Further guidance from the FDA will be requested for the new drug application submission for SGX301 for the treatment of early-stage cutaneous T-cell lymphoma.
A refusal to file letter has been issued by the FDA to Soligenix, Inc., regarding the new drug application (NDA) for synthetic hypericin or SGX301 (HyBryte) for the treatment of early-stage cutaneous T-cell lymphoma (CTCL).1
In the letter, the FDA stated that the application was not complete. The company is requesting a Type A meeting with the FDA to get clarity around the item needed to complete the NDA, and any other next steps.
"We are fully determined to work with the FDA staff as quickly as possible to better understand the open issues and clarify the potential path to successfully resubmitting our application," stated Christopher J. Schaber, PhD, president and chief executive officer of Soligenix, in a press release. “We remain focused on advancing [SGX301] as a potential new first-in-class treatment option for the CTCL community of patients, families, and healthcare professionals."
SGX301 is a novel, first-in-class, photodynamic therapy utilizing safe, visible light for activation. This product allows for deeper penetration into the skin, avoiding the risk of secondary malignancies.
The NDA for SGX301 was supported by findings from a multicenter, placebo-controlled, double-blinded, phase 3, randomized clinical trial (FLASH; NCT02448381). In the study, topical synthetic hypericine activated with visible light was found to be effective and well-tolerated in patients with early-stage mycosis fungoides CTCL (MF/CTCL).2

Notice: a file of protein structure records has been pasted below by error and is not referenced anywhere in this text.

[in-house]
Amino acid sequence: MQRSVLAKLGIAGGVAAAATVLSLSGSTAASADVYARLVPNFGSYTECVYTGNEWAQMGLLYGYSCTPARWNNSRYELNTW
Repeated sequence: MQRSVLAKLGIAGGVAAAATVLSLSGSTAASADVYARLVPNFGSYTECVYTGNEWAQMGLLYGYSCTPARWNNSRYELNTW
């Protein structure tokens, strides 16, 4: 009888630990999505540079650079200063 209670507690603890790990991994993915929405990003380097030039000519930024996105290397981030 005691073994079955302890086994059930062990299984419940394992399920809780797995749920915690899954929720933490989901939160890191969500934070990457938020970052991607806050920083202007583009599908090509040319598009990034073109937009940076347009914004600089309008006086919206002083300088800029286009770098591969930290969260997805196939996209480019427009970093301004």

The study was conducted at 39 academic and community centers and included patients aged 18 years and older with stage IA or IIA MF CTCL. Patients were randomized 2:1 to receive hypericin or placebo to 3 index lesions twice weekly for 6 weeks during cycle 1 and 6 weeks to index lesions during cycle 2. During cycle 3, index and additional lesion were treated for 6 weeks.
As a primary end point, the study evaluated index lesion response rate (ILRR) from baseline to week 6 for cycle 1. The secondary end point assessed was open-label response rates during cycles 2 and 3. Investigators assessed adverse events (AEs) during each visit, after each cycle followed by monthly for a 6-month period.
Results showed that in 169 patients, the ILRR was 16% among patients treated with topical synthetic hypericine vs 4% among those given placebo (P = .04). There was a 40% increase in TLRR in patients who received 2 cycles of the treatment (P < .001). Moreover, significant clinical responses were in observed all of the various subgroups of patients included in the study.
In terms of safety, the most common treatment-related AE observed in the synthetic hypericine vs the placebo group were mild local skin reactions and application-site reactions. There were no serious treatment-related AEs.